Sunday, July 15, 2007

Those Who Do Not Know History…

Congregational Retreat: Pine Summit Bible Camp, Big Bear, California
Seventh Sunday after Pentecost
Sunday, July 15, 2007
Luke 10:25-37

One of my favorite sayings is “those who do not know history are condemned to repeat it”. Some people wonder why we need to know what happened in the past. The reason is that we’ll keep making the same mistakes if we don’t learn from the past.

We must learn from history. Otherwise we’re condemned to repeat it. As we’ve been learning on our retreat, there’s a special history—HIS story, in fact. God has given us the history of salvation in His Word. And if we think it’s bad for those who don’t know history as they are condemned to repeat it, those who don’t know God’s History are condemned, period.

Will we learn from the story of the Good Samaritan? The one guy passed by and was certainly in the wrong for doing so. Another guy passes by. He’s in the wrong also. We should certainly hope to learn from this to not be like those first two guys and instead be like that third guy.

But Jesus was no moralist. He is the author of morality, there’s no question. But He didn’t give us His Holy Word simply for a moral worldview. He didn’t give us the Bible simply so we’ll know how to be good boys and girls. The story He tells of the Good Samaritan is really the story of salvation—His Story coming alive for you and me.

He’s in there in that story. In that story the ones we’d expect to help the man simply think about themselves. It’s the one we’d least expect who is the one who saves the man. That’s what Jesus is doing in this parable—showing us what Salvation History is all about. It’s all about salvation where we’d least expect it. In Christ Himself.

But being that Jesus is God, He can tell a story in a way that might no fit in to our neatly packaged ideas. If He’s the one who helped the man then we must be the man who needed help. But Jesus is also that man. Because He took our place. He was beaten to a pulp. He was left for dead, and in fact was brought to His death.

After Jesus tells His story He says, “Go and do likewise.” Okay, that’s easy enough to say. Even easy enough to do. Be a neighbor to those in need. But remember, Jesus didn’t suffer and die for you just to tell you to do stuff. To be nice. To help people.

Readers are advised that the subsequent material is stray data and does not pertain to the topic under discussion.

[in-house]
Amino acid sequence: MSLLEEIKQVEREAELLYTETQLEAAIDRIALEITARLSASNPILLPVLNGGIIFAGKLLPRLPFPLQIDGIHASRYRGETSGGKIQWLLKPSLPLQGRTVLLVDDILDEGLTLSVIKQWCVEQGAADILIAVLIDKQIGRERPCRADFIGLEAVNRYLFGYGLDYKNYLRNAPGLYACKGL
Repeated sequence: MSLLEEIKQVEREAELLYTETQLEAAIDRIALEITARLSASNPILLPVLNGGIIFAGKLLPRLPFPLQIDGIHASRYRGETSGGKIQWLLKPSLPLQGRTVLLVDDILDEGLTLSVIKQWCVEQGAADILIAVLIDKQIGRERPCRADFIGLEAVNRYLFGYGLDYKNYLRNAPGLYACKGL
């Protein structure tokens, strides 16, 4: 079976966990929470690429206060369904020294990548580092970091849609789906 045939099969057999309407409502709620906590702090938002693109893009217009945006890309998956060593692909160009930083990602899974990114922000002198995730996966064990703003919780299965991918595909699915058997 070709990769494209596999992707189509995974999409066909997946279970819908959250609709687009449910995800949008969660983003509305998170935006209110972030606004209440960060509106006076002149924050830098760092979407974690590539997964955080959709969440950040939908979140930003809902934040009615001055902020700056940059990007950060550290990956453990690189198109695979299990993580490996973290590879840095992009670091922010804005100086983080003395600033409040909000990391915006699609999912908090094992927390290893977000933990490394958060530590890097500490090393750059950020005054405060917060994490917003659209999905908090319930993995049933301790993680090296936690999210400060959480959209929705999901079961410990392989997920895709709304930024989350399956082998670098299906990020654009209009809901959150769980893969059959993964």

He did what He did for you to save you. To give you new life. To make you a new creation. His story has become your story. When you go and do likewise you’re not just being a nice person. A helpful person. You are Jesus to others. You are Him to those who are in need just as He served you in your need.

What you needed was Jesus. You didn’t need someone to be nice to you. You were dead in your sins. You needed a Savior. You needed help that goes beyond being nice. Jesus gave you His all. He gave you Himself. That’s what He does for others, also. One of the ways He does it is through you. There are a lot of people in need out there. They need help. It’s nice to be nice to them. But they don’t need nice. They need help. They need salvation. They need Christ, just as you did.

Go and do likewise. Bring Christ to them. Be Christ to them. Bandage their wounds on the inside. People have an awful lot of hurt out there. Some of it is due to their own mistakes. Some of it is because we live in a fallen in world. Most of it goes back to sin, though. We all sin. Sin infects our lives. People are hurting. They are mired in sin. They need help. Not nice helpful people. Salvation. Forgiveness. Mercy. Compassion. They need to know who the one is who will deliver them from their [[[mire]]]] of sin. They need Christ. Will you give Him to them? Will you be Christ to them? His Story becomes alive for them when you do.

What is Jesus getting at in our theme verse for the retreat? “You search the Scriptures because you think that in them you have eternal life; and it is they that bear witness about Me.” People get a lot of different ideas from the Bible. You could see the Bible as a handbook for Christian living. And it is that but it’s not only that. What the Bible is is the Word of God which brings to you what you need. Namely, Christ. Eternal life is not found in the Scriptures by learning to be nice to people, by helping them. Eternal life is found in the Scriptures because in them Christ is delivered to you.

In the movie Night at the Museum we suspend our belief because we know we’re watching what Hollywood provides: a fanciful tale that could never happen. But it sure is fun to watch those inanimate figures come alive. And for Ben Stiller, they literally come alive. And history comes alive along with them. Wouldn’t that be a great way to learn history?

Well in Baptism, salvation history comes alive for you. Jesus wants His Story to come alive for you. For His Story to become your story. When you are Baptized His story becomes your story. You are dead, just like those wax figures in the movie. But in Baptism you become alive, just like they did in the movie. This is real. Jesus coming alive in your life. Your spiritually lifeless body of sin coming alive to new life. Life without end. Life that is anointed with the healing waters of Baptism. Life that is sustained by the Food of immortality—the Body and Blood of Christ.

What did Jesus say? “Do this in remembrance of Me.” Those who do not know history are condemned to repeat it. Those who know the history of God’s salvation, that Christ became a man and suffered and died for the sins of the world and rose victoriously from the grave are remembering in the fullest sense of the word. Because their life is now bound up in the life of Christ. His story becomes your story. His righteousness, your righteousness. His life, your eternal life. His home in heaven, your home in heaven. Amen.


No comments: